Surin (Nestorian patriarch)

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Surin was an Iranian aristocrat from the Suren family, who briefly served as the Patriarch of the Church of the East in 753. Although he was not recognized as a legitimate patriarch by his contemporaries, he is included in the traditional list of patriarchs of the Church of the East.


Brief accounts of Surin's reign are given in the Ecclesiastical Chronicle of the Jacobite writer Bar Hebraeus (floruit 1280) and in the ecclesiastical histories of the Nestorian writers Mari (twelfth-century), ʿAmr (fourteenth-century) and Sliba (fourteenth-century).

Surin's patriarchate[edit]

The following account of Surin's reign is given by Mari:

Surin bribed Abanus, the emir of al-Madaïn, to send his henchmen to compel the people to consecrate him on the fifth Sunday of Easter. Some took the eucharist, while others broke the fast. Abanus sent his satellites against those who remained. They rounded them up and, standing by the very gates of the altar with drawn swords, forced them to consecrate Surin, which they did with tears in their eyes. Yaʿqob, metropolitan of Jundishapur, as he spoke the words of the consecration over him, raised his hands to heaven and prayed that no good would befall him. Then the fathers told Saffah what had happened and begged for his help, and he had Abanus flogged and told the fathers to hold a fresh election. And so Surin was deposed in Hira on the Sunday after Ascension. Then the fathers went to al-Madaïn with Yahya ibn Ibrahim and consecrated Yaʿqob. But Surin and his relatives ceaselessly attacked him, and finally al-Mansur threw him into prison. Yaʿqob was eventually released, and was asked by the faithful to send Surin to Basra, since its metropolitan had died. Yaʿqob granted their request, but Surin was hated by the people of Basra, and while he was received by some, he was shunned by others. Meanwhile, al-Mansur was now better informed about him, and ordered that he should be thrown into prison. He fled from ʿIsa ibn Shahlafa, but the emir of al-Madaïn soon captured him and imprisoned him. After his death he was buried in the monastery of Shemʿon, and his name was inscribed in the roll of the metropolitans of Basra. [1]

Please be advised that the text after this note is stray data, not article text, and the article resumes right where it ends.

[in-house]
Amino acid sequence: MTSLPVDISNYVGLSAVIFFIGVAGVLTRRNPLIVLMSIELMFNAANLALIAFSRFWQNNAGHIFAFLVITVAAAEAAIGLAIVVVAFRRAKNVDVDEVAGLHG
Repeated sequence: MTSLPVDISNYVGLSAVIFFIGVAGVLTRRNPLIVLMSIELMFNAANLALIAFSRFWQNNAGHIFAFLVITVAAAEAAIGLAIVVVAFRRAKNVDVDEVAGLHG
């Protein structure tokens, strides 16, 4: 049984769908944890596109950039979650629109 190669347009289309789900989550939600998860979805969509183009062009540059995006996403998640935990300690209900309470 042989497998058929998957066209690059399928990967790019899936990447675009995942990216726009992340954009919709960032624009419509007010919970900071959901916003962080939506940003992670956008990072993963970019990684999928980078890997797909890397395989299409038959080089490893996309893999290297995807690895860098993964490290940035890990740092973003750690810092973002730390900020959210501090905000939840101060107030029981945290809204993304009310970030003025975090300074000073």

See also[edit]


  1. ^ Mari, 67 (Arabic), 59 (Latin)


  • Abbeloos, J. B., and Lamy, T. J., Bar Hebraeus, Chronicon Ecclesiasticum (3 vols, Paris, 1877)
  • Assemani, J. A., De Catholicis seu Patriarchis Chaldaeorum et Nestorianorum (Rome, 1775)
  • Brooks, E. W., Eliae Metropolitae Nisibeni Opus Chronologicum (Rome, 1910)
  • Gismondi, H., Maris, Amri, et Salibae: De Patriarchis Nestorianorum Commentaria I: Amri et Salibae Textus (Rome, 1896)
  • Gismondi, H., Maris, Amri, et Salibae: De Patriarchis Nestorianorum Commentaria II: Maris textus arabicus et versio Latina (Rome, 1899)
  • Morony, Michael G. (2005) [1984]. Iraq After The Muslim Conquest. Gorgias Press LLC. ISBN 978-1-59333-315-7.

External links[edit]

Preceded by
Aba II
Catholicus-Patriarch of the East
Succeeded by
Yaʿqob II